In memoriam: Alan Rayburn (1932-2019)

On the 19th of September 2019, Alan Rayburn, former president of the American Name Society and internationally recognized toponymist passed away at the age of 86. Alan is survived by his wife, Mary Teresa (née Fox); their three sons Kevin, Sean, and Garth; and their grandson Thomas. A funeral mass will be held to celebrate Alan’s life in Ottawa, Canada at St. Martin de Porres RC Church, Bells Corners, on Thursday, September 26, 2019 at 10:00 am.

The American Name Society would like to express its sincere condolences to the Rayburn family. Alan will always be remembered for his outstanding contributions to the scientific study of place names, his many decades of service to the American Name Society, and his extraordinary kindness to the ANS family. Friends and colleagues of the Alan Rayburn can share their condolences at

Toledo City Council approves airport name change

Toledo City Council on 17th September 2019 voted unanimously to officially change the name of Toledo Express Airport to the Eugene F. Kranz Toledo Express Airport.

The name change is to honor Mr. Kranz, 86, who served as flight director for Apollo 11 and directed the successful rescue mission of the Apollo 13 crew. He was born in Toledo and graduated from Central Catholic High School.

Toledo Mayor Wade Kapszukiewicz first announced his intention to change the airport’s name to honor the NASA icon. Now all that’s left is for the Federal Aviation Administration to authorize the name change.

The Scottish Place-Name Society’s annual Autumn Day Conference, Arrochar, UK, November 2, 2019

The Society’s annual Autumn Day Conference will be held at the Three Villages Community Hall, Arrochar, on Saturday 2 November 2019.


The program is as follows:

Ronald Black: Place-names in the Dewar Manuscripts

Alan Cameron: The Place-names in the Poem Flory Loynachan

Sue Furness, Fiona Jackson and Elizabeth Carmichael: Arrochar Place-names and the Hidden Heritage Project

Peter Drummond: The Cobbler and his Neighbours: Some Mountain Names around Arrochar

Alison Grant: The Nicolaisen Archive

Bill Stephens: Sneaky Swans: Ealaidh in Place and Tradition

Bay Area city to name street after Barack Obama

The Milpitas City Council has approved to change the name of Dixon Landing Road to Barack Obama Boulevard. The council voted 3-2 in favor of moving forward with the name change. The length of the renamed stretch has yet to be determined.

This is the first city in Santa Clara County to have a Barack Obama Blvd. It could take up to a year to get the name change done.  Council members Bob Nunez and Anthony Phan suggested the name change.

“A lot of staff work. Research and fiscal analysis. Then staff will bring back everything to us for a vote and that’s the main event,” said Phan. The reaction in the community and on social media has been divided.

Tasmanian Aboriginal community prepared for war over place-name legislation

Premier Will Hodgman says new legislation to penalise those who use place names not formally recognised as Tasmanian nomenclature will not extend to Aboriginal place names. Greens leader Cassy O’Connor asked Mr Hodgman in Parliament how the proposed legislation to worked with the government’s pledge to reset its relationship with the Aboriginal community. She said Aboriginal names attached to places had been used for thousands of years. Tasmanian Aboriginal Centre chief executive Heather Sculthorpe said the community would resist the legislation and would risk prison time if necessary. “This bill is a direct attack on Aboriginal rights to use our own language and maintain our cultural heritage,” she said.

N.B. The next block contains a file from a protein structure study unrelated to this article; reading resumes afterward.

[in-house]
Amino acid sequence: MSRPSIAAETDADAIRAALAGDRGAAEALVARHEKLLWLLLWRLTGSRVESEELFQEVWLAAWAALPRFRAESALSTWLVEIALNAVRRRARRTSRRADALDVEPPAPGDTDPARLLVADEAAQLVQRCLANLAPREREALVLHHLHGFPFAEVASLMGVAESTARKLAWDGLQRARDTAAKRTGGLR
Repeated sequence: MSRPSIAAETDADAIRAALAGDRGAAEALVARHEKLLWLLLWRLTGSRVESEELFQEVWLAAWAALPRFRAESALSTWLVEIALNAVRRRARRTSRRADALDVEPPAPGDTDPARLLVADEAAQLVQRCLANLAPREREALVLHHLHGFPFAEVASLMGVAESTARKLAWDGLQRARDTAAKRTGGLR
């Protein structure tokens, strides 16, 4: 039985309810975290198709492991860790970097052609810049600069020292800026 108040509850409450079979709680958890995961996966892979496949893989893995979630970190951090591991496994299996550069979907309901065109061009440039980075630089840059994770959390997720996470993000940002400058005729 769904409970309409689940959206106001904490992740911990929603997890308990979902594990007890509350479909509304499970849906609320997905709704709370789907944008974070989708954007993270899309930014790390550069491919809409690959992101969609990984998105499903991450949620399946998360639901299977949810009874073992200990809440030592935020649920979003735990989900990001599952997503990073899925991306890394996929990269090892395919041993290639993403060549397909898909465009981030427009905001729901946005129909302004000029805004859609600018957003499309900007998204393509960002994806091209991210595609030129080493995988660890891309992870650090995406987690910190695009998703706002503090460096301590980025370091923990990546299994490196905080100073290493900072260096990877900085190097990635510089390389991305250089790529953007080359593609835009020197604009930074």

2nd Call for Submissions: Names, Naming, Identity, and the Law

Professor I. M. Nick, Editor-in-Chief of NAMES and Immediate Past President of the American Name Society, has issued a call for book chapter proposals on the topic of Names, Naming, Identity, and the Law. This call is for chapter proposals that critically address one of the following two sub-areas:

SUB-AREA ONE: the relationship between names, naming, the law and one of the following areas of identity: gender identification, sexual orientation, ethno-racial classification, family status, political affiliation, socio-economic attainment, religious denomination; nationality and citizenship, etc.
SUB-AREA TWO: the analytical methods used by private industry and/or governmental agencies to covertly or overtly extrapolate information about name-bearers’ potential identity using onomastic data.

The focus of this publication is placed upon nations where English is used as either a national or official language. However, chapter proposals that draw comparisons with other geolinguistic areas are also welcome. Proposals may explore any type of name (e.g. personal names, place names, trade names, brand names, etc.). The intended readership for this publication is made up of university students in advanced courses (upper undergrad/grad) as well as researchers in the disciplines of linguistics, language policy, law, history, sociology, government and politics. Despite the interdisciplinary appeal of this publication, this volume is primarily intended for students and scholars in language/linguistics. Researchers are encouraged to contact Dr. Nick with any questions regarding the suitability of envisioned themes. (

Proposal Submission Deadline: January 5, 2020

The official call for papers may be downloaded here.